The BBC is the latest UK company to announce plans to axe its final salary pension scheme for its employees in a move that has been condemned by unions.

The broadcaster has proposed that staff work until they are 65 rather than 60, contribute more into the scheme and accept a lower payout that is based on a career average instead of a percentage of their final salary. Employees over 50 will be unaffected by the changes.

BBC director general Mark Thompson said: The pressures on the scheme mean that for it to remain secure and affordable, we have to make some changes both to its benefits and to the level at which it is funded by the BBC and its members. Doing nothing is not an option.

Bectu, a union that represents those working in broadcasting, said that the changes were unnecessary as a recent audit found the scheme still in surplus. The union said that strike action could not be ruled out.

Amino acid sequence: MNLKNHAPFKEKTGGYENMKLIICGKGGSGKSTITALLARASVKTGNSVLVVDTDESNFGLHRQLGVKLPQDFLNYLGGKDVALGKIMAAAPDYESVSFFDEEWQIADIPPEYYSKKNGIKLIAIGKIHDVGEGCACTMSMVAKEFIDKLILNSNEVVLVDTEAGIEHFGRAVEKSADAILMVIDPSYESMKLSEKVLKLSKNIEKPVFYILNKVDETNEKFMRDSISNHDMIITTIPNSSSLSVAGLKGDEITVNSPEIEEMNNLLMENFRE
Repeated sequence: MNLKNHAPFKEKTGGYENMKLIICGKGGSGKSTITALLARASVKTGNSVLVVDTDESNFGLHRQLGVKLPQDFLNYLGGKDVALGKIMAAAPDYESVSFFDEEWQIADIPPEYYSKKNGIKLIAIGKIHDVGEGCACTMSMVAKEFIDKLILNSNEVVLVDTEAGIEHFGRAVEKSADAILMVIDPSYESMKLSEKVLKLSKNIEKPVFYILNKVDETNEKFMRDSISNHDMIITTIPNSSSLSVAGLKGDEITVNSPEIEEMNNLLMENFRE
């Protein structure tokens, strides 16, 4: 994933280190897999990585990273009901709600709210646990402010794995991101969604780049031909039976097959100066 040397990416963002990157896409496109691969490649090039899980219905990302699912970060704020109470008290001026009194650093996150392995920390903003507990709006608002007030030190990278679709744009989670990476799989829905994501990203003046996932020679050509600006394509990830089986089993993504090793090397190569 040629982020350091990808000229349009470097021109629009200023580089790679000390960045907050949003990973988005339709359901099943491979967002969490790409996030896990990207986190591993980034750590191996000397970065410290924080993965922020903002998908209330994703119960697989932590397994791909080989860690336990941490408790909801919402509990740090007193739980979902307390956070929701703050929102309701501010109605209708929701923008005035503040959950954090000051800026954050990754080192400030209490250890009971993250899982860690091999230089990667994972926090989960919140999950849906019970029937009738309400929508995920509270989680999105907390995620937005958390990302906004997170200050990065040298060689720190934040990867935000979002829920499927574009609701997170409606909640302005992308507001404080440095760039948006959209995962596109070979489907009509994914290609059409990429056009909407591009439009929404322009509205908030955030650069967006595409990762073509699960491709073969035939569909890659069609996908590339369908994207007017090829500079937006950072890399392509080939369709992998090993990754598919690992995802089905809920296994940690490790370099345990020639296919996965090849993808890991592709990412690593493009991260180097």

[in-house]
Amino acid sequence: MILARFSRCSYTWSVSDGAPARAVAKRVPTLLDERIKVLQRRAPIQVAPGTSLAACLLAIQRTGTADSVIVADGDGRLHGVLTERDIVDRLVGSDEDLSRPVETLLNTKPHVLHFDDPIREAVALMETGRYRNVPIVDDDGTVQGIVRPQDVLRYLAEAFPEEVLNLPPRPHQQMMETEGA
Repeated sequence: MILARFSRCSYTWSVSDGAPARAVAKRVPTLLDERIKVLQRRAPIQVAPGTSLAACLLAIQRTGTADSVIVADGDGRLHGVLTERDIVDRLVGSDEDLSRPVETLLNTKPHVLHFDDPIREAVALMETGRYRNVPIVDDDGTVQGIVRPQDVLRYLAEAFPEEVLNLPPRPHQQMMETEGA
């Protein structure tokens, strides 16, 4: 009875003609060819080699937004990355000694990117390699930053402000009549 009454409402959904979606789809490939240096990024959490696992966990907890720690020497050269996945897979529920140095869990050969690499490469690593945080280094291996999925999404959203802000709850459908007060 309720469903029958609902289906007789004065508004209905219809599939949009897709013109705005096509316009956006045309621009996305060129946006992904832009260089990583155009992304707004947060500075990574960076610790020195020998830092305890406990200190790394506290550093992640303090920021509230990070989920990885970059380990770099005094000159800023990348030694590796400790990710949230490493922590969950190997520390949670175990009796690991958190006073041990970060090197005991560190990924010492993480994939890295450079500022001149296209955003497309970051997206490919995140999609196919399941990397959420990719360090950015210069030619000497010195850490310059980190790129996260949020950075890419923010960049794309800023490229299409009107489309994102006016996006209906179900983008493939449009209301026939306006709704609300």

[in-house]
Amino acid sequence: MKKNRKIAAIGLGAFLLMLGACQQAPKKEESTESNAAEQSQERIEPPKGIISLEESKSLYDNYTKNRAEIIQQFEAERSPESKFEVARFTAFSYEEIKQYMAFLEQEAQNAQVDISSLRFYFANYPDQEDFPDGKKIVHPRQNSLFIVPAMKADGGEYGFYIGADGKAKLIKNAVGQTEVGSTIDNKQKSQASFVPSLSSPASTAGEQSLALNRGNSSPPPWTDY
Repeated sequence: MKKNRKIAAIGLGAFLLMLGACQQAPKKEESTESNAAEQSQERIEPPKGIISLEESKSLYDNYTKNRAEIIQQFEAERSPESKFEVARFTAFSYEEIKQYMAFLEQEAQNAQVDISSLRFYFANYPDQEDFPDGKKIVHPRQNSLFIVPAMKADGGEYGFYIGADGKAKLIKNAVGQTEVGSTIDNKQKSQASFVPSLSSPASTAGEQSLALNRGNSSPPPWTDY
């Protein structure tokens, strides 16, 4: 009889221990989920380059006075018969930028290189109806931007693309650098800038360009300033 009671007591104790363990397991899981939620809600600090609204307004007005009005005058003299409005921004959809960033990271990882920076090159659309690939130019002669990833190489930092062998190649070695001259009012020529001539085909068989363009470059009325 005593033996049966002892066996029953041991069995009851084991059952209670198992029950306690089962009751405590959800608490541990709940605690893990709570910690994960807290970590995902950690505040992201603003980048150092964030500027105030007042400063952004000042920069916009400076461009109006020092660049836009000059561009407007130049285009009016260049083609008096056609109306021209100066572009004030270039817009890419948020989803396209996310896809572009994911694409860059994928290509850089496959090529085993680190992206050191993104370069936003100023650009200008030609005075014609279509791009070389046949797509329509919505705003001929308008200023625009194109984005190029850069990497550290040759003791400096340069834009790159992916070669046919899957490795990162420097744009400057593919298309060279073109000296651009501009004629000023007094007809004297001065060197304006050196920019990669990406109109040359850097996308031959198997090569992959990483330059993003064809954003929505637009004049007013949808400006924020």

Assistant general secretary Gerry Morrissey said: The pension scheme has a surplus but it is choosing to close the scheme, reduce the benefits and expect staff to pay more for them. This is unnecessary, unacceptable and pandering to the BBC’s political opponents who wrongly believe that BBC staff are being feather-bedded.

Final salary schemes at several companies have been closed to new members due to large deficits. The longer life span of members and falling investment returns have been blamed for the failure of the schemes to fulfill their obligations.